This commentary appeared in Baltimore Sun on September 16, 2007.
Congress has begun hearings on the reauthorization of the No Child Left Behind law. Members of Congress now have ample research to help them make key decisions on the future of a law that affects most of the children in the United States.
What the research reveals is that NCLB has flaws, but changes can be made that preserve its basic goals of school accountability and student improvement.
Experience with NCLB has prompted important questions, including: Why shortchange important subjects such as science and social studies? Does it make sense for states to have differing definitions of what makes a student proficient in a subject? Should school districts be required to offer school-choice options when few parents take advantage of the choice programs required by the law?
Research shows that schools are reacting to NCLB's focus on reading and math by taking time away from other subjects, such as science, social studies and physical education. If parents and teachers value these subjects, they ought to be included in NCLB's accountability system. And Congress should ensure that all educational outcomes important to society, not just math and reading, are included in determining whether a school is performing well.
NCLB uses "proficiency" to determine whether students and schools are making progress, yet each state defines proficiency differently. This leaves many children behind their peers in other states. If the goal is to foster achievement for all students, Congress should encourage similar standards across all states.
Congress also ought to adopt the principle that schools should be rewarded for improving performance across the distribution of achievement, not just at the proficient level. RAND Corp. research shows that teachers are focusing more attention on students who are close to the proficient level and less attention on those at higher and lower levels.
There are "value-added" methods for computing progress that would accomplish this goal of giving credit for improvement at all levels. Shifting to such measurements also would send better signals to teachers who are struggling to meet the needs of students with limited English proficiency and students with disabilities - without compromising the law's important steps to make sure these students are counted.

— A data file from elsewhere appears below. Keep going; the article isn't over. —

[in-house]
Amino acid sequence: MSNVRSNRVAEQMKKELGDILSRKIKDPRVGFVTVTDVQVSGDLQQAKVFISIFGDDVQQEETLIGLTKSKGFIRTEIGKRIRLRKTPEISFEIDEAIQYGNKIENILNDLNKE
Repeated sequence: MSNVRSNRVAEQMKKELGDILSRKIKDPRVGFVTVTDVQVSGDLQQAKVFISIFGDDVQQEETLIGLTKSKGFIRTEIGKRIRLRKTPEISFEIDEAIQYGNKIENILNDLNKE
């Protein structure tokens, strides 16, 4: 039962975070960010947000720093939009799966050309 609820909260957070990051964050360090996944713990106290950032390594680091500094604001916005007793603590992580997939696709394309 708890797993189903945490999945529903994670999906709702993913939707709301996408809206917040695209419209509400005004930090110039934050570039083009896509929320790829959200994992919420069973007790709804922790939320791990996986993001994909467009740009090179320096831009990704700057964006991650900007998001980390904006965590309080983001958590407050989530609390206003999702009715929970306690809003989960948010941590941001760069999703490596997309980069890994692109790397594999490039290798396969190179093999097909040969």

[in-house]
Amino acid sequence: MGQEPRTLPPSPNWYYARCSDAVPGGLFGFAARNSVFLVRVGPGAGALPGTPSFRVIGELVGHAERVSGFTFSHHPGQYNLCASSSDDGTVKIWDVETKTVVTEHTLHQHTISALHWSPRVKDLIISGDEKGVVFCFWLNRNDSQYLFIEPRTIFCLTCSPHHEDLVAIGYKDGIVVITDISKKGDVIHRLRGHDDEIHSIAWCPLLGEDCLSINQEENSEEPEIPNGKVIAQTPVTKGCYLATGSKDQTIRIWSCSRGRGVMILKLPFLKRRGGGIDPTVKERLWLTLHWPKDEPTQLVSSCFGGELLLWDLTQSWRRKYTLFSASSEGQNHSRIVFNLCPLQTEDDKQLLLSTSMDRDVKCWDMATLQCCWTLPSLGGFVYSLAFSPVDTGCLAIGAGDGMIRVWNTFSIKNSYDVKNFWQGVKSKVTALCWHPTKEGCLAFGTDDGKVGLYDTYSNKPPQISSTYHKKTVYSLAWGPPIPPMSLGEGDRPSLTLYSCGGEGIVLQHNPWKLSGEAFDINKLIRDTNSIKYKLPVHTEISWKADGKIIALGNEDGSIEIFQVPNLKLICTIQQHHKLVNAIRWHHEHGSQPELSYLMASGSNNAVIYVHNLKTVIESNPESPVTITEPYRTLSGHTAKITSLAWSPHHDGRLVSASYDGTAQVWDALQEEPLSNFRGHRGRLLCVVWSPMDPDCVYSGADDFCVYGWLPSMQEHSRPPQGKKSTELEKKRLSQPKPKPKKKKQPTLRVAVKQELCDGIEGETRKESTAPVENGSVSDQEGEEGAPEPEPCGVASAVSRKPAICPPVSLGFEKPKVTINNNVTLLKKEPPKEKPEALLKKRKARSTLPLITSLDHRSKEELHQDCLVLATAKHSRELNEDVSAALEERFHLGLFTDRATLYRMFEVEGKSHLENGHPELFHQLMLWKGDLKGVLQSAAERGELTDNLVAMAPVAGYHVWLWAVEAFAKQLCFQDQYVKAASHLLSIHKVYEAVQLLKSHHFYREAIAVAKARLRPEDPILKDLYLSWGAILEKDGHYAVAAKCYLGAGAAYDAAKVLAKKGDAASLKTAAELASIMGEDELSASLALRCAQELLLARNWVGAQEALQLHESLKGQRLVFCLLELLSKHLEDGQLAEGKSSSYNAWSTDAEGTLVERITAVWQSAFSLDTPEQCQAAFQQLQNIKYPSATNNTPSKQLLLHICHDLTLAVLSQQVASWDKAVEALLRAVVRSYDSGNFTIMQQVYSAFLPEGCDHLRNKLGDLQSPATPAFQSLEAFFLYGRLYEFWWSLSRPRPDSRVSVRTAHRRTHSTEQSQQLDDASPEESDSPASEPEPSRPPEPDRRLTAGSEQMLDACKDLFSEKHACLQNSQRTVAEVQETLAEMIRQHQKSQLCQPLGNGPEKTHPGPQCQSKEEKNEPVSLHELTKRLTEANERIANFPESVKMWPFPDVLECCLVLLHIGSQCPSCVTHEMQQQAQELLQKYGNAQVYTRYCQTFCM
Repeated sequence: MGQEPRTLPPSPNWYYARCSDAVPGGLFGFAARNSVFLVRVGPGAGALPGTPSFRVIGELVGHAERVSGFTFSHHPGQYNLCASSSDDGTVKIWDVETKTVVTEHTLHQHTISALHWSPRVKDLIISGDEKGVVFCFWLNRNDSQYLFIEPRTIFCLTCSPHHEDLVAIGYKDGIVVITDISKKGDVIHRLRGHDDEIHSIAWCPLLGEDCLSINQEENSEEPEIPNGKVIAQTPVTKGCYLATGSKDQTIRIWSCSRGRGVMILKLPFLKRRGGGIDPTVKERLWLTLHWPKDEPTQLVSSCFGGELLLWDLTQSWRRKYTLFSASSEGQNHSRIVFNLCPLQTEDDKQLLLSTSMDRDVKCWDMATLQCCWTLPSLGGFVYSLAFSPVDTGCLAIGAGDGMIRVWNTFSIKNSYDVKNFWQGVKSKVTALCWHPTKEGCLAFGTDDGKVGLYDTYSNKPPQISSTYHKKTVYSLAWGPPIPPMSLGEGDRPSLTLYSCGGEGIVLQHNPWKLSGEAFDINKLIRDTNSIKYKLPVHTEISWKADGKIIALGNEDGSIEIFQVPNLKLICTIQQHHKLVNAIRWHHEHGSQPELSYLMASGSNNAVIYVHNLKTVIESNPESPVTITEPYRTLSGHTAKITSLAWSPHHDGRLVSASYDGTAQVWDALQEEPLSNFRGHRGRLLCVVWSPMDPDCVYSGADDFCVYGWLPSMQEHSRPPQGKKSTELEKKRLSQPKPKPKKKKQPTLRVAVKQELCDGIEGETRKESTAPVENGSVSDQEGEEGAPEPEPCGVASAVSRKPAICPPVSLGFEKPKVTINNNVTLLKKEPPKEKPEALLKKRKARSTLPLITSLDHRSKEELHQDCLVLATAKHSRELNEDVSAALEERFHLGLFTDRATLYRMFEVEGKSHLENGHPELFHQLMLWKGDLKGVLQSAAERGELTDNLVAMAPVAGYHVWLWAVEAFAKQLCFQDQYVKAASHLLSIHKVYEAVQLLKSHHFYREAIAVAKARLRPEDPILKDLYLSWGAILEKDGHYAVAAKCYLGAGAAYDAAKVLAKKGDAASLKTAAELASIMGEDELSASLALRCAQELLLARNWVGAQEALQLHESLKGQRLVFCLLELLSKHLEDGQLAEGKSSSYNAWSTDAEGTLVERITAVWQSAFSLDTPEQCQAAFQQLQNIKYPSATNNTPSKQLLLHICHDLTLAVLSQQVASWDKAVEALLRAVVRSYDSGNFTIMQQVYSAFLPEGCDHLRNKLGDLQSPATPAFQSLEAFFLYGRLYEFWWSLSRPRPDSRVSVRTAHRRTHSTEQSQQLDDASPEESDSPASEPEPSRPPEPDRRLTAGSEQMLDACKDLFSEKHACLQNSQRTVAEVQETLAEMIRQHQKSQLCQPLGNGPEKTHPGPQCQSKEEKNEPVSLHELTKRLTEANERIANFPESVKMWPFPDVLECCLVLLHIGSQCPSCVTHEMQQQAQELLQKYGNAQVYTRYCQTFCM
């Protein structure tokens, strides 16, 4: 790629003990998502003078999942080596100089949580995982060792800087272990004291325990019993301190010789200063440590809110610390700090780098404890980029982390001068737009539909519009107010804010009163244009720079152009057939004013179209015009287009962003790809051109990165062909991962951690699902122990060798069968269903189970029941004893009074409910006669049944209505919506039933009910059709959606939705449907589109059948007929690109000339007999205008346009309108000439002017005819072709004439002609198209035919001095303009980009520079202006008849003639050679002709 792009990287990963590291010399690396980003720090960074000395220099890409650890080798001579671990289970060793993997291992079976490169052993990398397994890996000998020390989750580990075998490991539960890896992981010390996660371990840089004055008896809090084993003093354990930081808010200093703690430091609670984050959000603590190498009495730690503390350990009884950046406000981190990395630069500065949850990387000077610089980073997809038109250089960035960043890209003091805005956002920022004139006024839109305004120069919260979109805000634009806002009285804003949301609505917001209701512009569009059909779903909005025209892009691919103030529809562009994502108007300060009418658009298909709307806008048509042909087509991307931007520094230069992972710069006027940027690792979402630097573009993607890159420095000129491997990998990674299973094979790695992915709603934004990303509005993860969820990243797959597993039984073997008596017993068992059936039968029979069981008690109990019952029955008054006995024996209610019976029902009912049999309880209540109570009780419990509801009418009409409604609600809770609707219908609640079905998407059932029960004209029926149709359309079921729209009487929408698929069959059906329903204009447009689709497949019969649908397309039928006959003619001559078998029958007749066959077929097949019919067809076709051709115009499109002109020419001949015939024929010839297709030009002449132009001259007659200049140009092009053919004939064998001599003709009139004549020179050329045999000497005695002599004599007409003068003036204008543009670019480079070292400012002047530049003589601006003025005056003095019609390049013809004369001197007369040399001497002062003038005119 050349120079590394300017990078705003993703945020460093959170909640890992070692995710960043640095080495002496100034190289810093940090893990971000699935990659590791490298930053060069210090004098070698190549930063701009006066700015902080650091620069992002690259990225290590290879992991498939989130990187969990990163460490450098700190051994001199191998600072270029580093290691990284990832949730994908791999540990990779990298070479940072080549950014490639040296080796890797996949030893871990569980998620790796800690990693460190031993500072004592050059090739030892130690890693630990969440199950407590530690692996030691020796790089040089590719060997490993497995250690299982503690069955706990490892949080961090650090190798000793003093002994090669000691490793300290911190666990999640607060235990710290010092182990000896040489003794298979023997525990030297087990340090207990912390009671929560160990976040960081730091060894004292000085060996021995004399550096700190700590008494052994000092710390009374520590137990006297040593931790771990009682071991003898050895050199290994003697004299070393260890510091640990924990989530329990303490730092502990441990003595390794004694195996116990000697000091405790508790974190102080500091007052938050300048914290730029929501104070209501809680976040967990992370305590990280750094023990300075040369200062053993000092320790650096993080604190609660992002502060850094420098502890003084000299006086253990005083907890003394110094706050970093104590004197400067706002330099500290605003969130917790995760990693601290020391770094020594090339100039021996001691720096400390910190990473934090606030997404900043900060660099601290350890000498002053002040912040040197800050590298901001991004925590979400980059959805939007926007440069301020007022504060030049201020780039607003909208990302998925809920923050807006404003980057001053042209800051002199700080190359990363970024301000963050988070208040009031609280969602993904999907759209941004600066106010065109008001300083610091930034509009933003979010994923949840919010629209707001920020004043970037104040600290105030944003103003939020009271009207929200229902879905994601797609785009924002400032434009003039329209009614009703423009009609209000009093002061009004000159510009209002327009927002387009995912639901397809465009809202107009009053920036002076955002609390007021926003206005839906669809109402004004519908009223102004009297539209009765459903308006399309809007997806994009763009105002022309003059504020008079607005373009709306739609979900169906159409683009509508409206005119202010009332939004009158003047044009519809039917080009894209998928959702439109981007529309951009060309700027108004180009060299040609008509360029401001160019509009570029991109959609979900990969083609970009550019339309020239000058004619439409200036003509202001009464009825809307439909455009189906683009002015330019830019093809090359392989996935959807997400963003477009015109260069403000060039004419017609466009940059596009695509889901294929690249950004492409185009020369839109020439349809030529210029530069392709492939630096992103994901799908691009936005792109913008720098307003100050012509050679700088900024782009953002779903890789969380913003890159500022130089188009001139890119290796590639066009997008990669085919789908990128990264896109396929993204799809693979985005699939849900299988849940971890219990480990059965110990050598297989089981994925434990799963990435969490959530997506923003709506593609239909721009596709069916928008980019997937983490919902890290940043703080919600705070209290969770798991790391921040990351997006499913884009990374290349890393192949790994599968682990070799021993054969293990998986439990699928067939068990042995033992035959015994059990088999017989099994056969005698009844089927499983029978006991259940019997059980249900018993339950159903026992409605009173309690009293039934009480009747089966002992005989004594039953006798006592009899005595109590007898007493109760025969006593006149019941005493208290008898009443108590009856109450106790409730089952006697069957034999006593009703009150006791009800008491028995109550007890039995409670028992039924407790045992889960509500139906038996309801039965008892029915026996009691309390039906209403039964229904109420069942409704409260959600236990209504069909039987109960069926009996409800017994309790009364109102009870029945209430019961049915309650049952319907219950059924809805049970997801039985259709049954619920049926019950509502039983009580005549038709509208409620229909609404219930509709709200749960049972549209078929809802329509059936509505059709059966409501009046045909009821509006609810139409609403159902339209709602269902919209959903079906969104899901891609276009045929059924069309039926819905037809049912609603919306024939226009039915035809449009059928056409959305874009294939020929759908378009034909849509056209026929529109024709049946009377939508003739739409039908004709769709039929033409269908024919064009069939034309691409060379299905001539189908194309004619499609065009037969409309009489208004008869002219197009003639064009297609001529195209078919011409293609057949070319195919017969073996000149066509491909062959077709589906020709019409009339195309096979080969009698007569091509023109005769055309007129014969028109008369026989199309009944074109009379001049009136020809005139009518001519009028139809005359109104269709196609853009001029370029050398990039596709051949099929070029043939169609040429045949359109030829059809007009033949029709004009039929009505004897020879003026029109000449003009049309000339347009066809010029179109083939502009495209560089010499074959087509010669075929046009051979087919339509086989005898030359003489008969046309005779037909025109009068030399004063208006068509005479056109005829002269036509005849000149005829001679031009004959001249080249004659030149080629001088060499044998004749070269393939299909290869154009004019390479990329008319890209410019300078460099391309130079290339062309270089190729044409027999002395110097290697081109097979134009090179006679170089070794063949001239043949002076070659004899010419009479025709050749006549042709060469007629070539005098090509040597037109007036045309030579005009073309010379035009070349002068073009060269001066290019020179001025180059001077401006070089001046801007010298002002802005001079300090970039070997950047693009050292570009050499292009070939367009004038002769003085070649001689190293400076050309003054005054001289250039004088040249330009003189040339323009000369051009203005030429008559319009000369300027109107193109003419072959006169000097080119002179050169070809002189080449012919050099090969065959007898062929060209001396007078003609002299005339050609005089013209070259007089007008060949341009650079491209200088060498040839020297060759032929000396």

High-paying jobs require higher-order skills, so schools should be encouraged to promote advanced learning for all students. One way to encourage this is to have the accountability system include problem-solving and higher-order thinking skills. Many of the current multiple-choice tests focus exclusively on facts and routine tasks.
When a school fails to meet NCLB's "adequate yearly progress" requirements, it is identified as a candidate for "intervention." Since 2001, the number of schools - and school districts - that require interventions has nearly outgrown the available resources to bring them up to grade. That is, the rules identify more schools than states know how to serve. There are essentially two remedies for this: Provide more resources or identify fewer schools.
One idea Congress should consider is to set more reasonable annual targets. Another is to narrow interventions to schools that have either failed to show improvement for several years or that serve the largest number of students who are not proficient.
Research also shows that parents are not moving their eligible children from low-performing schools to high-performing schools. There are three reasons for this: First, in many districts, there are no high-performing schools to which students can transfer. Second, research has found that many school districts that have eligible schools are not notifying eligible students and their parents in a clear and timely manner about the transfer option. Finally, most parents who are notified in time do not want to send their students to a school outside their neighborhood.
Surprisingly, there is little evidence that the few students who have opted for a transfer have demonstrated marked improvement. But supplemental services such as tutoring have shown success in improving students' performance. These services were included in the original NCLB bill, and Congress should consider incorporating more and earlier individual tutoring into the improvement process, with a diminished role for the transfer option.
Under NCLB, schools that repeatedly fail to meet performance standards are supposed to face severe sanctions, including replacing all the staff or reconstituting the school with new public or private leadership. In reality, states and districts are opting for lesser sanctions, such as adopting a new curriculum. This suggests a disconnect between Congress and state and local educators. Congress could reduce this discrepancy by legislating more moderate sanctions for all but the most egregious failure or by creating an enforcement mechanism for implementing sanctions.
Members of Congress have just begun discussions about whether to reauthorize NCLB this session or put off the task for another year. The challenge for lawmakers is to give schools and teachers the tools they need so they can make the law's promise a reality.
Brian Stecher is a senior social scientist at the RAND Corp, a nonprofit research organization. His e-mail is firstname.lastname@example.org.
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